The House Select Committee on Benghazi has gone through its share of indignities over the past few weeks. Its claims to fairness and impartiality were sullied by wild-eyed and overly ambitious partisan actors in Congress, its credibility has been undermined by a disgruntled whistleblower, and press examinations of the committee’s activities showed it to be slow-moving and predominantly political in nature. The long-running investigation is struggling to deal with the one thing it had hoped to avoid: scrutiny. But there’s one casualty of the Benghazi committee’s political reckoning that, until now, had gone unnoticed: chairman Trey Gowdy’s feelings.
In an interview with Politico, Gowdy explained how the attacks on his committee are very hurtful to him personally, given the seriousness with which he’s approached his duties as chairman:
“I would say in some ways these have been among the worst weeks of my life,” Gowdy said this weekend during a lengthy interview with POLITICO. “Attacks on your character, attacks on your motives, are 1,000-times worse than anything you can do to anybody physically — at least it is for me.”
Gowdy believes the criticism has been demonstrably unfair — an attempt to “delegitimize” his panel and discredit his personal reputation ahead of Clinton’s high stakes testimony on Thursday.
“It’s not lost on me that the uptick in criticism is [happening] the two weeks before she’s coming,” he says. “I don’t think that that is a coincidence; it’s an attempt to marginalize and impugn the credibility of the panel that’s going to be asking her questions.”
I’m sure Gowdy does feel frustrated and demoralized, but really he has only himself and his party to blame. Gowdy’s implication that the “uptick” in attacks on the committee’s credibility ahead of Hillary Clinton’s testimony are part of a Democratic smear campaign might carry more weight if the flashpoint for all this criticism hadn’t been provided by the Republican House majority leader. In this fight, Gowdy’s worst enemies have been the members of own party, which is why he was on TV this weekend telling with his Republican colleagues to “shut up” about the Benghazi committee, given that they keep opening their mouths and undermining his credibility.
Speaking of Gowdy’s credibility, he’s done himself no favors of late. Just last week he sent a letter to the Democratic minority defending the committee’s work and suggesting that Clinton had knowingly trafficked in classified information over email and may have even helped to out a CIA intelligence source. Turns out the email in question didn’t contain any information the CIA considered classified. Just a couple of days earlier, the Huffington Post reported that Gowdy has a habit of skipping witness interviews unless the interviewee in question is “directly connected” to Hillary Clinton.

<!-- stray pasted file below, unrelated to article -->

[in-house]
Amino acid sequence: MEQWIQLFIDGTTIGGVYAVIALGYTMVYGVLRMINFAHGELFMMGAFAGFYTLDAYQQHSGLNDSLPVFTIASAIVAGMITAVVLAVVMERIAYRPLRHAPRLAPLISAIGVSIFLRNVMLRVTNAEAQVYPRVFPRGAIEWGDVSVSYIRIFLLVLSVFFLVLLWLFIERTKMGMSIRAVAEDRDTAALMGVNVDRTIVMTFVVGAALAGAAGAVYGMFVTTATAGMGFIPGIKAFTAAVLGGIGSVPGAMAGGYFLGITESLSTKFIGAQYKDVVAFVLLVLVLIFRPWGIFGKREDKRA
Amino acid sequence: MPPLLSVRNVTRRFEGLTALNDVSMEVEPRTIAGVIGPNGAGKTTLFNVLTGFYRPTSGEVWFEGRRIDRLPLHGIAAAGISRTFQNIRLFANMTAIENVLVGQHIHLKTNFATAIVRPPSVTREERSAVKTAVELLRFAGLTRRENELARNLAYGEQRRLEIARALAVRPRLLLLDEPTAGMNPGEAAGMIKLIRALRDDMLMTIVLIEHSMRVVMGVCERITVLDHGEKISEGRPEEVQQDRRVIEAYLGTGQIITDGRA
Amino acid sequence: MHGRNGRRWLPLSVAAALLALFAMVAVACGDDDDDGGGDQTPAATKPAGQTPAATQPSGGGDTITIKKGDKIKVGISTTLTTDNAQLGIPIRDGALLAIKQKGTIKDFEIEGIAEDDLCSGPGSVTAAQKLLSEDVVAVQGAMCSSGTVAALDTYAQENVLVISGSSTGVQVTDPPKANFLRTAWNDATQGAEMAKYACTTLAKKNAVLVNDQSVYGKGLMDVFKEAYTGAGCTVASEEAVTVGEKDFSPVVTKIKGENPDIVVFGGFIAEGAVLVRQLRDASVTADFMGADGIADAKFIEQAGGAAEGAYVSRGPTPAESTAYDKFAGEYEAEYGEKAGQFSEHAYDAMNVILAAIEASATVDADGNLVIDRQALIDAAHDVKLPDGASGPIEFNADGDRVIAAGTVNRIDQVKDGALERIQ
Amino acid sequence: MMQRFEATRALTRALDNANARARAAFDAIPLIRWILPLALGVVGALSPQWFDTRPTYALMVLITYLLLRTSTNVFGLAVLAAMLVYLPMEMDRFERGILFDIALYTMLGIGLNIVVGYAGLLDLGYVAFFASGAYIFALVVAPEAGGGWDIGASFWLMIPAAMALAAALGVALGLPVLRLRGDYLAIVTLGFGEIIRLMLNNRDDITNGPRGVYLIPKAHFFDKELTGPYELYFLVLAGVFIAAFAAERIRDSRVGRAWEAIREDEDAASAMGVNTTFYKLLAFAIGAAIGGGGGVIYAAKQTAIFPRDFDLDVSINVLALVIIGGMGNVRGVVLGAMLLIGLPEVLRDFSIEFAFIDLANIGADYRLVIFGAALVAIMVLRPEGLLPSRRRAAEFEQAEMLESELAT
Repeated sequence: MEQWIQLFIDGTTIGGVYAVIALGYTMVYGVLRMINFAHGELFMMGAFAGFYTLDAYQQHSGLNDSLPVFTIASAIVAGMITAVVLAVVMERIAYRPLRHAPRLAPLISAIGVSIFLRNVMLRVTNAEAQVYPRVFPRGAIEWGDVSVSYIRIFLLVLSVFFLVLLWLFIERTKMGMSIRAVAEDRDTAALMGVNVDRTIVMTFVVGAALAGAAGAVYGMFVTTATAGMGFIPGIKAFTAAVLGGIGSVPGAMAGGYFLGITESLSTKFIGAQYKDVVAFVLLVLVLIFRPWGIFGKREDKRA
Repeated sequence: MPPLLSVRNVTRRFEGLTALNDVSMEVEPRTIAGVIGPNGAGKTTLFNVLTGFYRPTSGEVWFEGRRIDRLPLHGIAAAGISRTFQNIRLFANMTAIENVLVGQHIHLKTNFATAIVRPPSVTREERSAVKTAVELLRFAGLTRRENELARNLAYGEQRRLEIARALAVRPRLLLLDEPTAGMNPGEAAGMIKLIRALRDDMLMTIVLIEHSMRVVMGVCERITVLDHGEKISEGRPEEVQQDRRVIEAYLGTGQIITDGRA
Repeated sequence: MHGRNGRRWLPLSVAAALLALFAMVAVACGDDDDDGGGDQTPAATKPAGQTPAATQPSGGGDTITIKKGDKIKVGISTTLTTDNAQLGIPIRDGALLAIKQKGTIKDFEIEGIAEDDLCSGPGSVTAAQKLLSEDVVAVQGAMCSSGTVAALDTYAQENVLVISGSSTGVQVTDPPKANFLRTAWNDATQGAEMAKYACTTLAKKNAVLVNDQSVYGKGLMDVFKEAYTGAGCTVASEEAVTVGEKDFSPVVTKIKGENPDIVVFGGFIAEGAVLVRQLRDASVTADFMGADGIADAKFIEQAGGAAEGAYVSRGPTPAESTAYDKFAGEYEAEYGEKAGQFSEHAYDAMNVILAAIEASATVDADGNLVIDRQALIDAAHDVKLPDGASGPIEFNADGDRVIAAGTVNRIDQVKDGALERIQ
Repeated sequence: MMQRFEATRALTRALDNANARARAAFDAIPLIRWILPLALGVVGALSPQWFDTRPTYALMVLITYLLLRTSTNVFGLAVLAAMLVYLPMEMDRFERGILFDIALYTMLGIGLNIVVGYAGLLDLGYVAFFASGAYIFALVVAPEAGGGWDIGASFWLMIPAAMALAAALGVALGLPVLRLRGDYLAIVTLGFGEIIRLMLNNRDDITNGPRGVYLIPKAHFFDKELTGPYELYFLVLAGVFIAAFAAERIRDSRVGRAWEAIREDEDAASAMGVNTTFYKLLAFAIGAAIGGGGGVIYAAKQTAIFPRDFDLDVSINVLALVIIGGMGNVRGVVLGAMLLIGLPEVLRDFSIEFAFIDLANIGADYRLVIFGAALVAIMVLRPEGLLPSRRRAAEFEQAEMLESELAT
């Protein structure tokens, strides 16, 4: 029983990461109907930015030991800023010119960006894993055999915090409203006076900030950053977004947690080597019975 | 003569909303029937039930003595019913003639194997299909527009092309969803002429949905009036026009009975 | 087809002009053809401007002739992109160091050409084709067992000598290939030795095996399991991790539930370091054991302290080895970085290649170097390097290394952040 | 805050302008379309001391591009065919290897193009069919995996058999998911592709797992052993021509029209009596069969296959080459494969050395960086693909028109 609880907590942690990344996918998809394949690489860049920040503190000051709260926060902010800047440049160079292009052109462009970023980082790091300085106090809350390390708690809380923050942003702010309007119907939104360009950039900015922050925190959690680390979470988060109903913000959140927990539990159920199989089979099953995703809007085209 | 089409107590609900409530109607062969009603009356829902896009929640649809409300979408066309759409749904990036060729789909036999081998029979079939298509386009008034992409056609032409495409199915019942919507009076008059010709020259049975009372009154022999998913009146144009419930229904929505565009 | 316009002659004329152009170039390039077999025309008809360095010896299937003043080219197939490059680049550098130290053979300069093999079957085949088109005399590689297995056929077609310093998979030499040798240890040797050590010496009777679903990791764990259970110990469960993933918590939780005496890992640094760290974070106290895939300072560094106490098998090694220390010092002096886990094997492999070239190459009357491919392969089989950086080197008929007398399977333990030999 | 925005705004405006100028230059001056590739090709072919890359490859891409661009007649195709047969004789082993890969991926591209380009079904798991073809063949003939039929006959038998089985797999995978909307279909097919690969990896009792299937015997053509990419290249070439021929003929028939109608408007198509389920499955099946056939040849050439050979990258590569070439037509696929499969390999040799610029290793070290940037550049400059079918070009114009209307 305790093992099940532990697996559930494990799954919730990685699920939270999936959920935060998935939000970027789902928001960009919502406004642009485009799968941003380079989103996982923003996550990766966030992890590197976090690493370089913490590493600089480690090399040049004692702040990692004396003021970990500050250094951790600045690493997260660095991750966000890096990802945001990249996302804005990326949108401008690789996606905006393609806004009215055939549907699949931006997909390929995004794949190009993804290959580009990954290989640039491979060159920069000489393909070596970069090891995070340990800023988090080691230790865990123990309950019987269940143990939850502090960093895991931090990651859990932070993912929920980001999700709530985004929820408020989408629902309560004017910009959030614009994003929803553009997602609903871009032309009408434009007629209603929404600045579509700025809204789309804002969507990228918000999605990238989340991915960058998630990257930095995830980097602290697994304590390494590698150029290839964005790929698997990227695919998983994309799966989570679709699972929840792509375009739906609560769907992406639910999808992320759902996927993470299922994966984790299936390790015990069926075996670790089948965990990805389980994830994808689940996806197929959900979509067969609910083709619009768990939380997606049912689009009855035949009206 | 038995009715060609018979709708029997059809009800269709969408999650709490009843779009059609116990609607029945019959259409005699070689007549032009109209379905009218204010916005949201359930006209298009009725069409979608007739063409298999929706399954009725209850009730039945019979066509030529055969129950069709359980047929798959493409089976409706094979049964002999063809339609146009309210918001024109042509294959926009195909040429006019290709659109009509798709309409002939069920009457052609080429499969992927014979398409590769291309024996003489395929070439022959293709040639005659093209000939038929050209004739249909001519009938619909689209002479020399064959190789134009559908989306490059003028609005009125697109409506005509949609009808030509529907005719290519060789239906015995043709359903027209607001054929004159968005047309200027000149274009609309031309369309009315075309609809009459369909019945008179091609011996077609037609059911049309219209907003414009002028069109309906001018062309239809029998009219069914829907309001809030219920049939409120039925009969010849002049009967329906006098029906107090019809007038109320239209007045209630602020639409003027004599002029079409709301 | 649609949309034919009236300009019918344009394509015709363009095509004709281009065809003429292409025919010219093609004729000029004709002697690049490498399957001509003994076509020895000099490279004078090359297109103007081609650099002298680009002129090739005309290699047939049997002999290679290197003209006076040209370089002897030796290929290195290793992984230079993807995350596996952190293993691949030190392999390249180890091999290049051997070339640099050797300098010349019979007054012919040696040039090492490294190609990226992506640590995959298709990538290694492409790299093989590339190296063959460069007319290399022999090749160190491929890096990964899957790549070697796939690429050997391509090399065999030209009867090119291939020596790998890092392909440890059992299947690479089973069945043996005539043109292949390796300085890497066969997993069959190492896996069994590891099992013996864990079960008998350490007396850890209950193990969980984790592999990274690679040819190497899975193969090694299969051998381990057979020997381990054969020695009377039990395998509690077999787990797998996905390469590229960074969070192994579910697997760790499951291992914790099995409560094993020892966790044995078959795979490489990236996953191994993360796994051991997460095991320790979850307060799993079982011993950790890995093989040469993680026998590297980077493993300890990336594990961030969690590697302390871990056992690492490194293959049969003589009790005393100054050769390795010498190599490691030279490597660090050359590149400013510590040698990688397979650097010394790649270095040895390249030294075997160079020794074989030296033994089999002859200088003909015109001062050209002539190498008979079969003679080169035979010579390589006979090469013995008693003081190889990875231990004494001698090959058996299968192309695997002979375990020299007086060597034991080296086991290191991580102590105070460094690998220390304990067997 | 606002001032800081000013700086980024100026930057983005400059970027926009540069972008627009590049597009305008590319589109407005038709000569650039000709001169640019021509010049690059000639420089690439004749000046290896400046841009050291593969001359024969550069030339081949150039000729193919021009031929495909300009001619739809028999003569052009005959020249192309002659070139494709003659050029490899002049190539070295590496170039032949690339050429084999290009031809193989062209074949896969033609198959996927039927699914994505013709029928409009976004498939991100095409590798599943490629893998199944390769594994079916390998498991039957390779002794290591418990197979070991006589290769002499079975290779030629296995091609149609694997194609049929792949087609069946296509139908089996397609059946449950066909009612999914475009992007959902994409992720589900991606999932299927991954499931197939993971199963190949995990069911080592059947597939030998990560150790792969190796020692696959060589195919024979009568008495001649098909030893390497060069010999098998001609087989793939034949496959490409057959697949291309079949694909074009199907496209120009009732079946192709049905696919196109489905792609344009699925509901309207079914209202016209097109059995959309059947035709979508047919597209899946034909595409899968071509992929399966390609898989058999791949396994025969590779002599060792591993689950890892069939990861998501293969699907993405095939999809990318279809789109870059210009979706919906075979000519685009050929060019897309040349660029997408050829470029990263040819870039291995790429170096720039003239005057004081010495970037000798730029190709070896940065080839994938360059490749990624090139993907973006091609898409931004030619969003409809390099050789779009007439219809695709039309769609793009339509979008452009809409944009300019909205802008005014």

But to read the Politico article, you get the sense that Gowdy is a beleaguered champion of truth and integrity whose noble intentions are under assault from pernicious outside forces. “Gowdy worked behind closed doors for 18 months in an effort to keep the committee’s work out of the political fray,” wrote reporter Rachel Bade, which is strange given that the editors and reporters at Politico know this isn’t true.
After all, Gowdy’s committee has been leaking information about Hillary Clinton and her emails consistently for the past several months – including to Politico. Here’s a Politico article from last month (written by the same reporter) that cites a Republican source leaking details about Clinton aide Cheryl Mills’ testimony to the Benghazi committee to argue that the independence of the State Department’s internal Benghazi investigation had been compromised. Gowdy himself has tacitly acknowledged the leaks emanating from his investigation, and in one instance even tried to explain away an inaccurate leak – once again, to Politico – by blaming Hillary for the “editing and self-selection” that caused the leaker to be “confused” about which emails he/she was leaking.
Gowdy and the Benghazi committee have not been “out of the political fray” – they’ve been quietly contributing to the “fray” while trying to maintain some semblance of impartiality. Thanks in large part to the chaos within the Republican leadership, the committee can no longer keep up this illusion of detached nonpartisanship. Gowdy may be very sad about this, but it’s only because he got caught.